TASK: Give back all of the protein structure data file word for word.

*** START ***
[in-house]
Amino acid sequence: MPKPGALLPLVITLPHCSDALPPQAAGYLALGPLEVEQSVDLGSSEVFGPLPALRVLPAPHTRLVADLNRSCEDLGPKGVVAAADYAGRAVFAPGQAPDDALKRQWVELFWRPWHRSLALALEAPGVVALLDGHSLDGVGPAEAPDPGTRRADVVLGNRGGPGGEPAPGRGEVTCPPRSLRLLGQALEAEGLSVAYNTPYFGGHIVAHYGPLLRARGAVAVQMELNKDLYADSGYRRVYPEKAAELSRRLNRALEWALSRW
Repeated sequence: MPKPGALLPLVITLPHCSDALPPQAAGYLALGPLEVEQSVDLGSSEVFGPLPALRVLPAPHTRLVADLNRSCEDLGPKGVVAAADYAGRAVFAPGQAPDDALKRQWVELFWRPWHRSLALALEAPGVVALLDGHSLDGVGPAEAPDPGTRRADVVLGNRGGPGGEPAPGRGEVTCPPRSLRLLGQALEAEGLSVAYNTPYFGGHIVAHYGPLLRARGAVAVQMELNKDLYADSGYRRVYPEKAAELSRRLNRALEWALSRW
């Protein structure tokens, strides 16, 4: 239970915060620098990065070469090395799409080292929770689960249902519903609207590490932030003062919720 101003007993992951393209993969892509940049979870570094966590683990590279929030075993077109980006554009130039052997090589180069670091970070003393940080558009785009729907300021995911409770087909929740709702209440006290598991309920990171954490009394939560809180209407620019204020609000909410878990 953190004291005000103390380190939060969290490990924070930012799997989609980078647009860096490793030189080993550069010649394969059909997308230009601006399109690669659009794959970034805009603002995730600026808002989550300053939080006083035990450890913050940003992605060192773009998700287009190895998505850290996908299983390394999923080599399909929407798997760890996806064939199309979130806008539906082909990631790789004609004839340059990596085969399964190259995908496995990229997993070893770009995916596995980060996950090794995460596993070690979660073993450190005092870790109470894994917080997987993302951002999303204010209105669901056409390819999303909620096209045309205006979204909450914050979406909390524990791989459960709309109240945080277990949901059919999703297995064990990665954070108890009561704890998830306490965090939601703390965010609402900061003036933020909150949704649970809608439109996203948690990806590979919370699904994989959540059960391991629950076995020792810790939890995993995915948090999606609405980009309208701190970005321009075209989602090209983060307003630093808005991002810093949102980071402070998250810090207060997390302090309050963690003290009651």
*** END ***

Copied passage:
[in-house]
Amino acid sequence: MPKPGALLPLVITLPHCSDALPPQAAGYLALGPLEVEQSVDLGSSEVFGPLPALRVLPAPHTRLVADLNRSCEDLGPKGVVAAADYAGRAVFAPGQAPDDALKRQWVELFWRPWHRSLALALEAPGVVALLDGHSLDGVGPAEAPDPGTRRADVVLGNRGGPGGEPAPGRGEVTCPPRSLRLLGQALEAEGLSVAYNTPYFGGHIVAHYGPLLRARGAVAVQMELNKDLYADSGYRRVYPEKAAELSRRLNRALEWALSRW
Repeated sequence: MPKPGALLPLVITLPHCSDALPPQAAGYLALGPLEVEQSVDLGSSEVFGPLPALRVLPAPHTRLVADLNRSCEDLGPKGVVAAADYAGRAVFAPGQAPDDALKRQWVELFWRPWHRSLALALEAPGVVALLDGHSLDGVGPAEAPDPGTRRADVVLGNRGGPGGEPAPGRGEVTCPPRSLRLLGQALEAEGLSVAYNTPYFGGHIVAHYGPLLRARGAVAVQMELNKDLYADSGYRRVYPEKAAELSRRLNRALEWALSRW
């Protein structure tokens, strides 16, 4: 239970915060620098990065070469090395799409080292929770689960249902519903609207590490932030003062919720 101003007993992951393209993969892509940049979870570094966590683990590279929030075993077109980006554009130039052997090589180069670091970070003393940080558009785009729907300021995911409770087909929740709702209440006290598991309920990171954490009394939560809180209407620019204020609000909410878990 953190004291005000103390380190939060969290490990924070930012799997989609980078647009860096490793030189080993550069010649394969059909997308230009601006399109690669659009794959970034805009603002995730600026808002989550300053939080006083035990450890913050940003992605060192773009998700287009190895998505850290996908299983390394999923080599399909929407798997760890996806064939199309979130806008539906082909990631790789004609004839340059990596085969399964190259995908496995990229997993070893770009995916596995980060996950090794995460596993070690979660073993450190005092870790109470894994917080997987993302951002999303204010209105669901056409390819999303909620096209045309205006979204909450914050979406909390524990791989459960709309109240945080277990949901059919999703297995064990990665954070108890009561704890998830306490965090939601703390965010609402900061003036933020909150949704649970809608439109996203948690990806590979919370699904994989959540059960391991629950076995020792810790939890995993995915948090999606609405980009309208701190970005321009075209989602090209983060307003630093808005991002810093949102980071402070998250810090207060997390302090309050963690003290009651």